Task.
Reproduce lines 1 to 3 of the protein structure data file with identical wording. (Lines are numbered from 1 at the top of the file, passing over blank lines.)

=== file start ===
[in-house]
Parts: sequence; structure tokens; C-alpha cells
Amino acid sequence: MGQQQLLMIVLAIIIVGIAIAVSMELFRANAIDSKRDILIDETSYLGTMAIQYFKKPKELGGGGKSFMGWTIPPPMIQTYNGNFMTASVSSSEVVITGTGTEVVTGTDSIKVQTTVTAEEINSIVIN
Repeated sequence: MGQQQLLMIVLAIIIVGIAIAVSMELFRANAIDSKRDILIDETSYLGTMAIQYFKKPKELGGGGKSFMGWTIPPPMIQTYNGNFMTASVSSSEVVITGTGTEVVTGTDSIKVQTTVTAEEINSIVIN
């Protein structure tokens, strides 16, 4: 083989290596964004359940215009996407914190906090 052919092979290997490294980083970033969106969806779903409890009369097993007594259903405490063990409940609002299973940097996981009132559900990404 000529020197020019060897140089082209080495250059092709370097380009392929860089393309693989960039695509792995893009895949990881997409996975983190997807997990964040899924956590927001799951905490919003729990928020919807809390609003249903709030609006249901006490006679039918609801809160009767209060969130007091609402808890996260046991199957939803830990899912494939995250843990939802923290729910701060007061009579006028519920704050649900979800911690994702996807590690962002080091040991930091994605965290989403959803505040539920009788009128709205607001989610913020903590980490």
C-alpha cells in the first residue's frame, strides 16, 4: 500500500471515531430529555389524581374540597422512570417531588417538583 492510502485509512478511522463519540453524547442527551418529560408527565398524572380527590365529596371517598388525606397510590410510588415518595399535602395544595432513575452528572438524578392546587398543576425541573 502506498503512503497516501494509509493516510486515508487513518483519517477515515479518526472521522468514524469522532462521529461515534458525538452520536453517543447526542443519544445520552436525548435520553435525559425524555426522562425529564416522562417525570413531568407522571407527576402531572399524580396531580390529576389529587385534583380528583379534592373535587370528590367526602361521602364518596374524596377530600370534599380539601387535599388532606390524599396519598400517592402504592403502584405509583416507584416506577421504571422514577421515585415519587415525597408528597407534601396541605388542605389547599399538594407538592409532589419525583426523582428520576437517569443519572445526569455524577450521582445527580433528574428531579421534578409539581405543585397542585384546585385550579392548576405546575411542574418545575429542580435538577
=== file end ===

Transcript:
[in-house]
Parts: sequence; structure tokens; C-alpha cells
Amino acid sequence: MGQQQLLMIVLAIIIVGIAIAVSMELFRANAIDSKRDILIDETSYLGTMAIQYFKKPKELGGGGKSFMGWTIPPPMIQTYNGNFMTASVSSSEVVITGTGTEVVTGTDSIKVQTTVTAEEINSIVIN